Telecom posted a half-year net revenue of $1 billion this morning, but not all analysts are convinced everything is rosy at New Zealand’s largest telecommunications company.
Glen Saunders, telecommunications analyst for IDC, says a closer look at Telecom’s numbers shows pressure to make up declining revenue through unsustainable cost cutting.
“I didn’t see anything from today that gave me confidence in what the future of the business is, where its revenue is going to come from, and how sustainable its cost base is,” says Saunders.
The company has done well for the challenging environment it is in, but delving deeper into the earnings sheet shows pressures on Telecom’s headline revenues, says Saunders.
Saunders says the revenue figure looks better than it is because of major cost cutting initiatives, including reductions in headcount.
“The only reason Telecom is in a reasonably profitable state at the moment is because it’s been stripping as much cost out as it can while revenue declines,” says Saunders.
Telecom says it reduced costs by 11 percent, and headcount by 5 percent (not including the Chorus demerger), during the second half of its 2011 financial year.
“It doesn’t take a rocket scientist to figure out you can only cut so much cost from a business that size.”
Cost cutting and restructuring is the norm for established telcos facing ever increasing competition, says Guy Hallwright, research director at Forsyth Barr.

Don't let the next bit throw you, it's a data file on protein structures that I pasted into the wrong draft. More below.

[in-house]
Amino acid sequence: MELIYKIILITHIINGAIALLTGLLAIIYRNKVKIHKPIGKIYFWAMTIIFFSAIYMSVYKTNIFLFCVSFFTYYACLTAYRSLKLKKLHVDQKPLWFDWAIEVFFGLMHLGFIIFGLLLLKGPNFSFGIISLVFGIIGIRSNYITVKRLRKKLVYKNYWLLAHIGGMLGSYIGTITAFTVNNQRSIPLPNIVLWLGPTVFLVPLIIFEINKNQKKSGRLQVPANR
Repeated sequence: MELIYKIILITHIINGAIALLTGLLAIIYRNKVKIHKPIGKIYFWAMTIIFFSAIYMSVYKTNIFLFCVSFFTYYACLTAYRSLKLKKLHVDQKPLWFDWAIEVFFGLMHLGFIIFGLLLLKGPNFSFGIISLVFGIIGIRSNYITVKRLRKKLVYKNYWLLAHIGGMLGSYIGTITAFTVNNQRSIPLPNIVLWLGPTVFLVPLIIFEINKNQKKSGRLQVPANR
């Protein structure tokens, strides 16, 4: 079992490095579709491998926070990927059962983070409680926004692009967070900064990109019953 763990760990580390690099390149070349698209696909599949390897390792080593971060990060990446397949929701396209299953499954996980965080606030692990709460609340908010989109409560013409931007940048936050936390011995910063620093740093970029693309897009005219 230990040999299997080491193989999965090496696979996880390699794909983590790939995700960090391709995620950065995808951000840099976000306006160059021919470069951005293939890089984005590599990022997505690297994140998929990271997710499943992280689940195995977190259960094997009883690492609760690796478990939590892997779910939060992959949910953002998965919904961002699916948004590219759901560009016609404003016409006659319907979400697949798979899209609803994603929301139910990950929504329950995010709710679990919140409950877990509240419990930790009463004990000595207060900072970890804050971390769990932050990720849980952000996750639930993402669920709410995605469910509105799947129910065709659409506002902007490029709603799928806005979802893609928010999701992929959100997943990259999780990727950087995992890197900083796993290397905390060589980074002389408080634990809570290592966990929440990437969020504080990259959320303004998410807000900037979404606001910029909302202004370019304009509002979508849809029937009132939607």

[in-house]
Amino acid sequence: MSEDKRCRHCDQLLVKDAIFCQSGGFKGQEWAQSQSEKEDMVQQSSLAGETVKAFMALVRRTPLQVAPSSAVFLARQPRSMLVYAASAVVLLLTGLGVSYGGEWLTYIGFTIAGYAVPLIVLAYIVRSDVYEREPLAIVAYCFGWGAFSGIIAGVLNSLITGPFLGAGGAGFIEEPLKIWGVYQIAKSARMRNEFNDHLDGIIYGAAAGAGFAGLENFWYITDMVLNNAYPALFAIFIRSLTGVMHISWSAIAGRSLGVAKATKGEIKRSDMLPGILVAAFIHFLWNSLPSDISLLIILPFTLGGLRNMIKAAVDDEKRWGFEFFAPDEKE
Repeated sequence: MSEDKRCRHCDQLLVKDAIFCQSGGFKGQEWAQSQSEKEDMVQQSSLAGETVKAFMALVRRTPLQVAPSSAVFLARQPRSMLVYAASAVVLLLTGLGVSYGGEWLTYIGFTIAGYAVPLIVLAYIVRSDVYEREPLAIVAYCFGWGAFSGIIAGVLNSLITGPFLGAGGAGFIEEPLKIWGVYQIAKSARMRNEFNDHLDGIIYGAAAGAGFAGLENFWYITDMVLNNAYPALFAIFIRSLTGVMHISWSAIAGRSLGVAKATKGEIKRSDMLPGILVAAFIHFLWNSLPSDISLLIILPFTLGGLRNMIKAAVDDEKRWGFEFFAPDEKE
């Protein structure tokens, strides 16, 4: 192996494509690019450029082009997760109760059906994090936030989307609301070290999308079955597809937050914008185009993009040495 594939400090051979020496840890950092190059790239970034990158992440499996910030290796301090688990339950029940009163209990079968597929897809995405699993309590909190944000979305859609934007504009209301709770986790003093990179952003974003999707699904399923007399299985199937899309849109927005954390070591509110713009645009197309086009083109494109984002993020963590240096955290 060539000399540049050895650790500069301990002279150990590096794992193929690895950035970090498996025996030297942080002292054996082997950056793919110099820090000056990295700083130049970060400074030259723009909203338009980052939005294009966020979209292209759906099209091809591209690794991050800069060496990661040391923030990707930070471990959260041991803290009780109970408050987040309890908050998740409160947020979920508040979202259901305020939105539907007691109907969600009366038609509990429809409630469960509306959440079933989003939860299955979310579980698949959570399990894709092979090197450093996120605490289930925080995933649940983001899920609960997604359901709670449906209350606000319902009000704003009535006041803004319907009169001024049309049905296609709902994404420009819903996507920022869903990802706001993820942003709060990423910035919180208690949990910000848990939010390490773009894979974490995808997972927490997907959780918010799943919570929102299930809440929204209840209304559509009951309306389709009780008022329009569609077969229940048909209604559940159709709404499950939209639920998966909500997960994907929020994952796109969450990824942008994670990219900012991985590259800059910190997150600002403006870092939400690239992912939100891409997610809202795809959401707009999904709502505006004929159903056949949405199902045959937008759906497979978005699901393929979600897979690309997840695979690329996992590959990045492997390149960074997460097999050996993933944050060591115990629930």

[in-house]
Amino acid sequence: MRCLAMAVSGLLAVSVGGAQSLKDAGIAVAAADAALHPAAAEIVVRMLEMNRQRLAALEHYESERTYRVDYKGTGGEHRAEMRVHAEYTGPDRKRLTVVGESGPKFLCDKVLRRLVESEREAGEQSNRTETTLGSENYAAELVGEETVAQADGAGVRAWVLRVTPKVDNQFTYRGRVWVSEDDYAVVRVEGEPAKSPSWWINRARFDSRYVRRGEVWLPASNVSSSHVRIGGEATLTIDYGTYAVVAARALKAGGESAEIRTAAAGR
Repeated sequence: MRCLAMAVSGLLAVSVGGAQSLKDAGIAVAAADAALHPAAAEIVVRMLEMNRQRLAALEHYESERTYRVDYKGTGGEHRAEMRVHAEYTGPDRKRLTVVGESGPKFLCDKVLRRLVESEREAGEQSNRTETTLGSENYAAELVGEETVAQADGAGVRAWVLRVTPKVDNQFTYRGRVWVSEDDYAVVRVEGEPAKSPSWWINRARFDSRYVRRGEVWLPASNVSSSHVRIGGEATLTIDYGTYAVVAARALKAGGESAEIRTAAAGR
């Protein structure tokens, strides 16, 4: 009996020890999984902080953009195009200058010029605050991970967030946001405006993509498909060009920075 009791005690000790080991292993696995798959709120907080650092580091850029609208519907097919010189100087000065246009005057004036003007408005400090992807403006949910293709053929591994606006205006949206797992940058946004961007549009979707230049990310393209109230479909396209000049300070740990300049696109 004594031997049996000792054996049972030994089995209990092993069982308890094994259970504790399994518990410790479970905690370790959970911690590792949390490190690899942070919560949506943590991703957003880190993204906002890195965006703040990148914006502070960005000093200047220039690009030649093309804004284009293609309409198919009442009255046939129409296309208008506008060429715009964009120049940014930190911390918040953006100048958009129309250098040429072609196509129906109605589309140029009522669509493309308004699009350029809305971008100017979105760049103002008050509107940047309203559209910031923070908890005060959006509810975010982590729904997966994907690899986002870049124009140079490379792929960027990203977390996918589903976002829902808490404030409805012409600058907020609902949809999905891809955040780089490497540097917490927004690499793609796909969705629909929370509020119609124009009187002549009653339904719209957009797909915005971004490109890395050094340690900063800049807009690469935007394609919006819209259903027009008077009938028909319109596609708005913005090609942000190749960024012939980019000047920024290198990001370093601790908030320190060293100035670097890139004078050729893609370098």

Hallwright expects there to be more job losses at Telecom through 2012 as the company looks to make further cost cuts.
“Every incumbent telco around the world is facing declining fixed line because of increased pressures from new players in the market ,” says Hallwright.
Hallwright says telcos overseas are making up the decline in fixed-line revenue through broadband and mobile services.
Telecom added 7000 new broadband connections between July and December last year, and made over $150 million in broadband revenue. In the same period its mobile revenue grew by 12 percent to $445 million.
In the six months to the end of December last year, Telecom’s total fixed line connections declined by around three percent, with revenue declining by around four percent.
Calling revenue declined by 13 percent, which Telecom says is a result of a general downward trend in the volume of calls made in New Zealand, and a reduction in the Mobile Termination Rate (MTR) from May last year.